Human Settlements, Water and Sanitation Minister Lindiwe Sisulu will approach the National Treasury to investigate alleged corruption and mismanagement at the beleaguered department.
Addressing members of Parliament at the budget vote for her department, Sisulu acknowledged that there was a "cloud over the department" and that the state of it "is not a good story".
The minister said that the biggest problem was "huge financial mismanagement", with the result that many top officials at national and municipal levels were under investigation.
"It is not a good story, it is not a situation anyone should be proud of, and it is not a situation we should tolerate. I intend to detail for you what steps will be taken to turn this around in the shortest possible time, within the resources made available to us in this financial year," she said.
Sisulu said she had been appraised of the situation by her predecessor in the department, Gugile Nkwinti, adding that "this was a very heavy, intensive induction, given the magnitude of the issues that need my most immediate attention, because my job is to find solutions. We have to solve the problems of a sector that no longer enjoys the public confidence that it once had in the early days of our democracy".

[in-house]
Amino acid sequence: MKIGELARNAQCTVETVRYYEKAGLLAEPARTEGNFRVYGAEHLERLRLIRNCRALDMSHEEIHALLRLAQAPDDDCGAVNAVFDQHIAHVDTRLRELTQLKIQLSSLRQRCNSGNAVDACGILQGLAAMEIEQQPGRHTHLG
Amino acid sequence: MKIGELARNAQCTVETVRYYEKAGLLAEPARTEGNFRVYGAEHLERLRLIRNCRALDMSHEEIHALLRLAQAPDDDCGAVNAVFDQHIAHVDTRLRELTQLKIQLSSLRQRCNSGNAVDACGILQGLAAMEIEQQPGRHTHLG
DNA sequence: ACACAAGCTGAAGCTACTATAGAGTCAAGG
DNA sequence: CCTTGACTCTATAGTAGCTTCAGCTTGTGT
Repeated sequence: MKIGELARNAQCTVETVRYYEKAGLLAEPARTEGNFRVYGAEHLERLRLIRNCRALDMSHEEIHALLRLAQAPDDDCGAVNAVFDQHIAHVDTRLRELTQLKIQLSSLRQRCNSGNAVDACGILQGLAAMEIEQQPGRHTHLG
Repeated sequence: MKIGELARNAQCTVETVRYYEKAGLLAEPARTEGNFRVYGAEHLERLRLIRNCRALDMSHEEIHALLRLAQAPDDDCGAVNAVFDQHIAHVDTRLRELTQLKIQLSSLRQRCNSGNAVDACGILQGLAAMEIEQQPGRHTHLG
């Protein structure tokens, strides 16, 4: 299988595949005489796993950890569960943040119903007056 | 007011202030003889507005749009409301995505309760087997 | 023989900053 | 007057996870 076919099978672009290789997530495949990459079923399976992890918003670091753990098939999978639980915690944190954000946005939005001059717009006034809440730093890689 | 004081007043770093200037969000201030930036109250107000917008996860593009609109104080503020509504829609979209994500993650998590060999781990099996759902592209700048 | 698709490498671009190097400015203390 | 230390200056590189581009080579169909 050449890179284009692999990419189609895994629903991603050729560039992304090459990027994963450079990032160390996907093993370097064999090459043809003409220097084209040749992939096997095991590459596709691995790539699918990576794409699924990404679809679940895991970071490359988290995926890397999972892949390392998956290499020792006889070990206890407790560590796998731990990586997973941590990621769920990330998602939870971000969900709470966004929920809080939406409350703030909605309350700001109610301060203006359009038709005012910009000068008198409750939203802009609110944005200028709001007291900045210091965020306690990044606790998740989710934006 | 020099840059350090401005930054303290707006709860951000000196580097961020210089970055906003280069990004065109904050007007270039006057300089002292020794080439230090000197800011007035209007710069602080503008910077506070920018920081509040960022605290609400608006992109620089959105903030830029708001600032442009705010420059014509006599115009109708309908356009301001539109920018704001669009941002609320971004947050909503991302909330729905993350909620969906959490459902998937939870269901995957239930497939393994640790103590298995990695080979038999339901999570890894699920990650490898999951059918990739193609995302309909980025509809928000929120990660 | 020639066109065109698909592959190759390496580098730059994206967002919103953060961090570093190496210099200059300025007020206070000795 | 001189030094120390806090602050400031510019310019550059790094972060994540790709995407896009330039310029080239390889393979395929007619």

Nkwinti conceded to MPs last year that the department he had inherited earlier in 2018 from Nomvula Mokonyane was "a mess".
Sisulu said she would be instituting a process of vetting senior officials in the department - something that was meant to have been done before.
R6.7bn in irregular and wasteful spending
"All my senior managers will be required to have been vetted, which is a requirement of the public service, but one that has not been followed through in our case. We need to lift the fog of negative perception around this sector," she said.
She added that "all current investigations will be fast-tracked and concluded in order that we may move forward. We will appoint an investigative partner approved by National Treasury to deal with all outstanding investigations, fast-track all the drawn-out cases, study the reports of the Auditor-General and ensure there will be follow-through consequences. If needed we will also call in forensic investigators to assist us to identify where there might be loopholes in our systems".
News24 reported that, in 2017, the department had spent its R16bn budget, but had met only 28% of its targets. It had clocked up around R6.7bn in irregular and wasteful spending.
Of the R6.7bn in irregular and wasteful spending, R2.4bn had not been disclosed by the department.
Briefing members of the media after her budget vote address, Sisulu said: "I'm still trying to understand the depth of this [financial mismanagement in the department] and I will not be able to understand fully until we have our investigations and I have a report from them. Then I'll be able to understand how we lost so much money, how it happened, and be able to close those holes.
"Right now, I am intent on making sure that, through Treasury, we appoint an investigative capacity immediately and we are able to investigate these issues before we take any further steps."